BDC meets JA & D Cottrell’s requirements at new grain drying and handling plant
Knowing that its existing grain drying and storage plant was outdated and would halt plans for future expansion, J A & D Cottrell worked closely with Nash Grain Services and BDC Systems Ltd, to design a state-of-the-art plant. The new plant, with an increased capacity of nearly 16,000t, enables the Cottrells to store their own grain and contract store for Frontier Agriculture.
“Trevor Nash suggested that we talk to BDC as he knew it had a proven track record of successfully designing new plants and delivering high-quality and reliable grain handling equipment,” explained Alan Cottrell of J A & D Cottrell, which farms 866ha at Priors Court Farm, near Wantage in Oxfordshire.
“With an eye on continued expansion, it was important that the first phase of development enabled us to increase our drying capacity to 60tph,” continued Mr Cottrell. “We needed to store our own grain plus have the capacity to dry and store grain for large grain merchants, such as Frontier, to provide us with an additional revenue stream.”
The first phase consisted of the machinery building which holds a large volume intake pit, a Skandia Elevator 120tph intake conveyor with self-regulating inlets, additional Skandia conveyors and elevators, and an Aagaard 120tph heavy duty aspiration pre-cleaner, linked to an outside located Svegma SVC9/6 60tph continuous flow grain dryer.
“Skandia conveyors are the only conveyors with self-regulating inlets. With other conveyors you have to regulate the amount of grain entering the conveyor, Skandia’s conveyors have been designed so that whatever amount of grain comes through, they can handle it!” said Andrew Head, BDC’s MD.
A 120tph Skandia belt and bucket elevator and 120tph chain and flight top conveyor transport the incoming grain into a 160t capacity hopper bottom wet holding silo.
From the silo, the grain is transported on demand through the Aagaard aspiration pre-cleaner, to remove any light impurities, into the Svegma continuous flow grain dryer. If the grain comes in dry there is an option to bypass the dryer. From the drier outlet the grain can then be transported to various storage areas or bunkers.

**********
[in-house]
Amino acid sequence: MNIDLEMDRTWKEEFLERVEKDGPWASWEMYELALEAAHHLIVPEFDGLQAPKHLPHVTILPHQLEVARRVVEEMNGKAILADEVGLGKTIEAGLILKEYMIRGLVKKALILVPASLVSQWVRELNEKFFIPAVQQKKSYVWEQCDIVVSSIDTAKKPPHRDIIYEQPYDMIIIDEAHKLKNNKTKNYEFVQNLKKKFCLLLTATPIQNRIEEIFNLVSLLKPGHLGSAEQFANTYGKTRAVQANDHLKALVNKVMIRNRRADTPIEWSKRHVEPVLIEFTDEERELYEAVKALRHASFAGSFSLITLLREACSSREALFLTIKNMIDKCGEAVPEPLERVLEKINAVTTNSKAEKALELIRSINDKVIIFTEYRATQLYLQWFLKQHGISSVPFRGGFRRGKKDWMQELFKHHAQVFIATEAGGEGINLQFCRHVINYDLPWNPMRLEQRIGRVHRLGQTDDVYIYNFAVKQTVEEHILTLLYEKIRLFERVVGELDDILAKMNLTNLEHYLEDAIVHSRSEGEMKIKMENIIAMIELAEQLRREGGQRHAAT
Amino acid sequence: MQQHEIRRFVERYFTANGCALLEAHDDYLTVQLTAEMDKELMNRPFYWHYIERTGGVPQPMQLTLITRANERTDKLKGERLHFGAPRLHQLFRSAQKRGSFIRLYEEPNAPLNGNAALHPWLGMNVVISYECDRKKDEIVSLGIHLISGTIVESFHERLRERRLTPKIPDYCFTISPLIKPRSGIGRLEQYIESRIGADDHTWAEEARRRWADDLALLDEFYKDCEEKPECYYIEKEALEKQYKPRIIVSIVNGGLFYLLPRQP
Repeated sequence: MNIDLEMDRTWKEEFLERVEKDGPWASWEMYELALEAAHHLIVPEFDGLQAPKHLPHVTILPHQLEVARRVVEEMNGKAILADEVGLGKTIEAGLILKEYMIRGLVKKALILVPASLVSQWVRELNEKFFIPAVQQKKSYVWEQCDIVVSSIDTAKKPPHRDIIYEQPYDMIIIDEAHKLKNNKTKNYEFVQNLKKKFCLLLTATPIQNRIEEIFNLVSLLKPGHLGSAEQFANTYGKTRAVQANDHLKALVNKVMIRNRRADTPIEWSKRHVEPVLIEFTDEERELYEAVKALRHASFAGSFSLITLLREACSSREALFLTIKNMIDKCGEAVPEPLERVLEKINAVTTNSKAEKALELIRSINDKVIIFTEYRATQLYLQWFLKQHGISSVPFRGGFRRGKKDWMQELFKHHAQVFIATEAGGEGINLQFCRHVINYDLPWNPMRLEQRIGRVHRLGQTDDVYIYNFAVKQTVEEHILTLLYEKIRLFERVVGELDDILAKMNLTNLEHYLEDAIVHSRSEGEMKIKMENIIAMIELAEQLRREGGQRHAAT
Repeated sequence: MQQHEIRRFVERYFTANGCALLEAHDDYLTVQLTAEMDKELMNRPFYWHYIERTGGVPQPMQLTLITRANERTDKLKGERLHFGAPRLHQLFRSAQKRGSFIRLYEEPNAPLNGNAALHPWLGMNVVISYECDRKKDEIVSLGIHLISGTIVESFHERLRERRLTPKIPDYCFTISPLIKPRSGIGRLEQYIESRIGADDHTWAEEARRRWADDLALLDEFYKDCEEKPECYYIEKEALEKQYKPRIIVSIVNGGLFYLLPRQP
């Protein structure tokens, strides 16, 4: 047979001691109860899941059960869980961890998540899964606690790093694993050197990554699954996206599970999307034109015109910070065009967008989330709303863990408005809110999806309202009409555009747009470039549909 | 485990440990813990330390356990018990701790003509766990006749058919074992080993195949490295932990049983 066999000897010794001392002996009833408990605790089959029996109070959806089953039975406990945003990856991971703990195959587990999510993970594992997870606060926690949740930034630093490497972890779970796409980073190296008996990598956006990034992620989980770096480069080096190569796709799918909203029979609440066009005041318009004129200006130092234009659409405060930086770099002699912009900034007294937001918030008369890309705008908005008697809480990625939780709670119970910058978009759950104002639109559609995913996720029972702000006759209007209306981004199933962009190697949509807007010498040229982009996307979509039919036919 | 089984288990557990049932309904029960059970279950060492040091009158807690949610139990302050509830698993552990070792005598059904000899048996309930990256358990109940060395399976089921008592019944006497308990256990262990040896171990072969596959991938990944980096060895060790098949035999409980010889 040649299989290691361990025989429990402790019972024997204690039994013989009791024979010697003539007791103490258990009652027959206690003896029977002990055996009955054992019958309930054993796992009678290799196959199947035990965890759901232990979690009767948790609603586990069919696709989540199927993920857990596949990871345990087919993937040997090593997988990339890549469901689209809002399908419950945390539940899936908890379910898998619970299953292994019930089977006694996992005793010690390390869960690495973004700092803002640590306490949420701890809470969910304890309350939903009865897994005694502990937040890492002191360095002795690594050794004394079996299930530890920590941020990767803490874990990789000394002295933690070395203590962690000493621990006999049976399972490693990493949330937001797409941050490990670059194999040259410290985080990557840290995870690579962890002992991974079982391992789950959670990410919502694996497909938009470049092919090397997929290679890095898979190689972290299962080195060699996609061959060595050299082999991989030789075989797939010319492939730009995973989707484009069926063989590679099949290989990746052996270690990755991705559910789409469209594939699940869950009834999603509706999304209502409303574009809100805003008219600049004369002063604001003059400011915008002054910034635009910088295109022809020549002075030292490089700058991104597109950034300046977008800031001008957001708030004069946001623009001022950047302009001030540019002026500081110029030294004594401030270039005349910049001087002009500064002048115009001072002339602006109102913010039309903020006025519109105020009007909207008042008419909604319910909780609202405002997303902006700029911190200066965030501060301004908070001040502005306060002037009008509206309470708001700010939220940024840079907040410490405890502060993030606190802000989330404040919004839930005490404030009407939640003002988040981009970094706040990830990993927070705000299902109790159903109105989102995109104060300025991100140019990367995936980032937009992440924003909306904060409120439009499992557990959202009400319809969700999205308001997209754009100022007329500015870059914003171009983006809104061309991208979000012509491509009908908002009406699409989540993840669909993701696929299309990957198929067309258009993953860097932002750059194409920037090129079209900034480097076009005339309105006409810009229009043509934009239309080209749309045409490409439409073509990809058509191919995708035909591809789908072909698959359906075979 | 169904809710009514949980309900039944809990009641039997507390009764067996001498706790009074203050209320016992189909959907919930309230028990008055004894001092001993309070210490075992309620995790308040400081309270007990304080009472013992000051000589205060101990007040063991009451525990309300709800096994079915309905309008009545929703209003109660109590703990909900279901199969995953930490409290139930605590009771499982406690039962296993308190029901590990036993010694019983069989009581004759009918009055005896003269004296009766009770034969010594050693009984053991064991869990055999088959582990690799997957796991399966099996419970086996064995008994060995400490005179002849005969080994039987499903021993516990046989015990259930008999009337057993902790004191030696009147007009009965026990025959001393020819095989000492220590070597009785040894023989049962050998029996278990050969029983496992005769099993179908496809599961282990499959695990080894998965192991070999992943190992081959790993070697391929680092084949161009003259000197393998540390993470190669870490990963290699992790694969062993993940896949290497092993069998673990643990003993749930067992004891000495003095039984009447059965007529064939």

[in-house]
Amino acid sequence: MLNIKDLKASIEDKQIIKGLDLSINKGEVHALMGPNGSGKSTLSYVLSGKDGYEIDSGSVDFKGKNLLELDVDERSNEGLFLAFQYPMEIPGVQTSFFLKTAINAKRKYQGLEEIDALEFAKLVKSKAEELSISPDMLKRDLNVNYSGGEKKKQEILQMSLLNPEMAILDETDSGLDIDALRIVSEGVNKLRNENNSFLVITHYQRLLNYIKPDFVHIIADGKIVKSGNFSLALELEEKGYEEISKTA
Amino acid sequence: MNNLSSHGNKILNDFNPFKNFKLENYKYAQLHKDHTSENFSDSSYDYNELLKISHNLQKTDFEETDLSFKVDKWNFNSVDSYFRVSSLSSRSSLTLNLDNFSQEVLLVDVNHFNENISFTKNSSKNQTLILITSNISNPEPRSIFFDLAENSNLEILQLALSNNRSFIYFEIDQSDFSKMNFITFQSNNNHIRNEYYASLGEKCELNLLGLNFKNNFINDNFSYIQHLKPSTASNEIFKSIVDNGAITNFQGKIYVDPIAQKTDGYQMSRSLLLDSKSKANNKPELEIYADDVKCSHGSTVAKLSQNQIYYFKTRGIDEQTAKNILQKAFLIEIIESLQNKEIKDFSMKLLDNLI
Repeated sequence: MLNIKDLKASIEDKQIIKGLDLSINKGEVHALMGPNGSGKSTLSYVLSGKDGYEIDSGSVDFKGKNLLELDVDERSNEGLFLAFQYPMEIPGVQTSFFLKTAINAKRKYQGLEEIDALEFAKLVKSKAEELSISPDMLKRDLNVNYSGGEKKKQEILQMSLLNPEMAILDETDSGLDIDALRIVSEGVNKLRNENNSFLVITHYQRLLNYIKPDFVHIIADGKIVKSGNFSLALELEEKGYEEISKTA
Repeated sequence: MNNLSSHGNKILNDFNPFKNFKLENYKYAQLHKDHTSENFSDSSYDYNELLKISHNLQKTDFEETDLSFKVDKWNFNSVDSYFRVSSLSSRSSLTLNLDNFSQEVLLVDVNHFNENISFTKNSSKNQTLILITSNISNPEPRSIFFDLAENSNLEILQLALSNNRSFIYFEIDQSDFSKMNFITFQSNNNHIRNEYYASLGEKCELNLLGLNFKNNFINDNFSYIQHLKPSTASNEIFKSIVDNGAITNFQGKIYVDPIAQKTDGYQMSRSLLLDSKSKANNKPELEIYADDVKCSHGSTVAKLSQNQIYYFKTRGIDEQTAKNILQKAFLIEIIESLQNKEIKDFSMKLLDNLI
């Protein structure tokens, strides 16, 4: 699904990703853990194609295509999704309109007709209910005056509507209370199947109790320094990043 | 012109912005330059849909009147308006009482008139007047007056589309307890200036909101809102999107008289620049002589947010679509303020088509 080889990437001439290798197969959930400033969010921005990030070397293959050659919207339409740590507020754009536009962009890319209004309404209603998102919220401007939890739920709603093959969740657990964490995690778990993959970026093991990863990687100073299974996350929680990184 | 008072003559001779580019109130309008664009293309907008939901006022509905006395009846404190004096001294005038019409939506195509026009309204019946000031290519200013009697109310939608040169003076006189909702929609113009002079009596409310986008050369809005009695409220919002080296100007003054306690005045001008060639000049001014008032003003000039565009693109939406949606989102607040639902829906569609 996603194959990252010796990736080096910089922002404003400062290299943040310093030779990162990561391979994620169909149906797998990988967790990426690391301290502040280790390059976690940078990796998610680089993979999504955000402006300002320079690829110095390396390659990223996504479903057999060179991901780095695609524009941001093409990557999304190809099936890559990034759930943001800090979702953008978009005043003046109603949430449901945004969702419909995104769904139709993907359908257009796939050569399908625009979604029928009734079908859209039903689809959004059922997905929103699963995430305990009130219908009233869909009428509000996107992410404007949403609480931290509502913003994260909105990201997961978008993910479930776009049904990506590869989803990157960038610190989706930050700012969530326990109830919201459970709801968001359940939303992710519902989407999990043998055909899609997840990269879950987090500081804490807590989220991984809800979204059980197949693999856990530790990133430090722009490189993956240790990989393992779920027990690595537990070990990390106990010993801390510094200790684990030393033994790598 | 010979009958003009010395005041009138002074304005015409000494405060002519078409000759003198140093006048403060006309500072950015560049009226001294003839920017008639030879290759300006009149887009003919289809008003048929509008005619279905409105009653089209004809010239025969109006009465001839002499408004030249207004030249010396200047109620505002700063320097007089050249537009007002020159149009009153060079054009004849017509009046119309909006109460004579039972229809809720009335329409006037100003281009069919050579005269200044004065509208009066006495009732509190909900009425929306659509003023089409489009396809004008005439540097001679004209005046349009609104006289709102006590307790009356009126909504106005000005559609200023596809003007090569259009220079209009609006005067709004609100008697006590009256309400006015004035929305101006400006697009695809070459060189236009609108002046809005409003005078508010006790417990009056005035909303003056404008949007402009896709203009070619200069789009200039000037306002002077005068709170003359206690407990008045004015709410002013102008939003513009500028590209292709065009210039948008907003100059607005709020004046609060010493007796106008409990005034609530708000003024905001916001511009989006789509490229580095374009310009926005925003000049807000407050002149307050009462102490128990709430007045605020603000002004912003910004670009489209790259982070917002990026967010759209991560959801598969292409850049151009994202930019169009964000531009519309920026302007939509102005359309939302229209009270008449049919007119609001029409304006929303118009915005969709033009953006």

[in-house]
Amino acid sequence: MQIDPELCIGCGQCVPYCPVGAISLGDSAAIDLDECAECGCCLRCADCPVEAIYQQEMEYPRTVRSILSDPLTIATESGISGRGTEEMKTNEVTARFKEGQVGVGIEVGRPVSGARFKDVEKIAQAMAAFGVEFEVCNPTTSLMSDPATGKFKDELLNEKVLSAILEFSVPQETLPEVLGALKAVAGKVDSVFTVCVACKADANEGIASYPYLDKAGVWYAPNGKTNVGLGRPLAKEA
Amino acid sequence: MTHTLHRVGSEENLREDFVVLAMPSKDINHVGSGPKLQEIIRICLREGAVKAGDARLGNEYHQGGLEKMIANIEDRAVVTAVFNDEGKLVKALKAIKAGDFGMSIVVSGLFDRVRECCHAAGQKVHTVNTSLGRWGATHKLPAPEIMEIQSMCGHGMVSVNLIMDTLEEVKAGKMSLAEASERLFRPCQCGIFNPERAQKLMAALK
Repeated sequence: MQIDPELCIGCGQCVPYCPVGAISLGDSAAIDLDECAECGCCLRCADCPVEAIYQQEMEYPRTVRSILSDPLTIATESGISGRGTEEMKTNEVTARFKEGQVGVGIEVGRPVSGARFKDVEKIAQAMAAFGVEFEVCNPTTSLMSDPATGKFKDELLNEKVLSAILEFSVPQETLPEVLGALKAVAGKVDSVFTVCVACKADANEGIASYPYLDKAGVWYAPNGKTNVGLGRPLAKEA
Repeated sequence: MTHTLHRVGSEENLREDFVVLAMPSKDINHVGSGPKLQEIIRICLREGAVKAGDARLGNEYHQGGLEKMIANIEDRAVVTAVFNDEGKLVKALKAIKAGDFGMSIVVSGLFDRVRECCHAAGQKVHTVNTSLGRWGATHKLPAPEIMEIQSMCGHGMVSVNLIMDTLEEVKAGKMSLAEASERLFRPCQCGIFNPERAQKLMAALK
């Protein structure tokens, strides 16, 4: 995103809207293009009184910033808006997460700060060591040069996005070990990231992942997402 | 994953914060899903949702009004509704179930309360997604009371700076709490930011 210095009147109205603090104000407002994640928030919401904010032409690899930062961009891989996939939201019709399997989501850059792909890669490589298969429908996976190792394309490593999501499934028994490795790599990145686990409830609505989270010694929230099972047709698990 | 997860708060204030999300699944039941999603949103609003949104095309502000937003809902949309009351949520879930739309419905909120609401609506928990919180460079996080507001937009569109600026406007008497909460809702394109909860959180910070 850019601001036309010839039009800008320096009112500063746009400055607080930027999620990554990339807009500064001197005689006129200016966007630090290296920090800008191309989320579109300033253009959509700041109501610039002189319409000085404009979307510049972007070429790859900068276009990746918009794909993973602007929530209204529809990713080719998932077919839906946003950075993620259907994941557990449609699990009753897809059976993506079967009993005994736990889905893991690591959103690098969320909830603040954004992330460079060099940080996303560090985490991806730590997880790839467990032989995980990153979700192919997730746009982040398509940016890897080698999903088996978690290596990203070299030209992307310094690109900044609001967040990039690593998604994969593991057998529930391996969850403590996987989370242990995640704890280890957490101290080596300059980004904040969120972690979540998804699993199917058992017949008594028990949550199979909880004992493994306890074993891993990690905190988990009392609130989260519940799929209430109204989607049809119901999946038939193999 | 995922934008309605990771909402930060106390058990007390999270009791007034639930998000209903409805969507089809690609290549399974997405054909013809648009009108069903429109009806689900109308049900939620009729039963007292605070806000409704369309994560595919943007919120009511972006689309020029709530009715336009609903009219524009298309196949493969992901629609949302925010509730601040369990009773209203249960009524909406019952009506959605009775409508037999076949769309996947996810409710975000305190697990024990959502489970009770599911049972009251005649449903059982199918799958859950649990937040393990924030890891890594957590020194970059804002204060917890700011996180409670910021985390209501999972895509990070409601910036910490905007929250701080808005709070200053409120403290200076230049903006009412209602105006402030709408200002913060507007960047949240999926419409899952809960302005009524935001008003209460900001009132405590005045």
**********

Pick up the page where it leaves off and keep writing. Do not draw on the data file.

“All of the machinery is easily accessible and blockage sensors have been fitted so if there is a problem, everything shuts down until it’s fixed,” said Mr Cottrell.
“An important reason for suggesting that the Cottrells talked to BDC was that it has an extremely well stocked warehouse so, if necessary, we can quickly and easily obtain spares to keep all of our customers up and running during harvest,” added Mr Nash.
The first phase also included a floor store which is linked via Skandia conveyors to the machinery building.
“To reduce the initial build cost, we chose to install above floor BDC corraduct laterals with mobile ventilation fans,” added Mr Cottrell.
The second phase of development allowed additional grain storage and was designed with bunkers to enable the storage of different varieties of crops. This grain store houses Skandia 120tph belt conveyors and Skandia 120tph chain and flight store levelling conveyors to ensure maximum fill of the building.
“Listening to advice from BDC and after weighing up the advantages of significantly improving the ventilation of the stored crop against the increased cost, we took the decision to install below floor aeration laterals,” explained Mr Cottrell. “There is no question that below floor aeration laterals provide a much more even ventilation across each bunker, helping to ensure that grain remains in the best possible condition.
“Plus, there is the added advantage that a below floor solution makes it much easier to transfer the crop from the bunkers using a telescopic fork lift fitted with a bucket onto the lorry when it leaves the plant – there are no above floor obstructions which the vehicle can damage!” added Mr Cottrell.
The levelling conveyors are suspended on steel rails in the roof of the building and automatically move along the building as it’s being loaded with grain from the belt conveyor to fill the storage bunkers.
The third phase of development provides additional large floor storage with two equal sized bunkers, and is fitted with below floor aeration laterals.
Currently, the stored grain’s moisture content (mc) and temperature are monitored manually and the fans are turned off and on as necessary.
“We are now taking a close look at BDC’s Moisture Monitoring Systems (MMS) which takes grain samples from both the incoming and outcoming elevators. If the pre-defined temperature falls or rises a text message alert is sent, allowing us to remotely change the control on the dryer,” said Mr Cottrell. “There would be no need for anyone to be on hand at the plant to manually check levels and make any necessary adjustments.”
The Cottrells have future proofed the new plant, in the event that the Environmental Land Management Scheme (ELMS) reduces the amount of grain being grown by ensuring that the plants’ buildings, subject to the necessary planning consent, could be converted into industrial units.
Working closely with Nash Grain Services and BDC the grain handling equipment supplied remained within budget.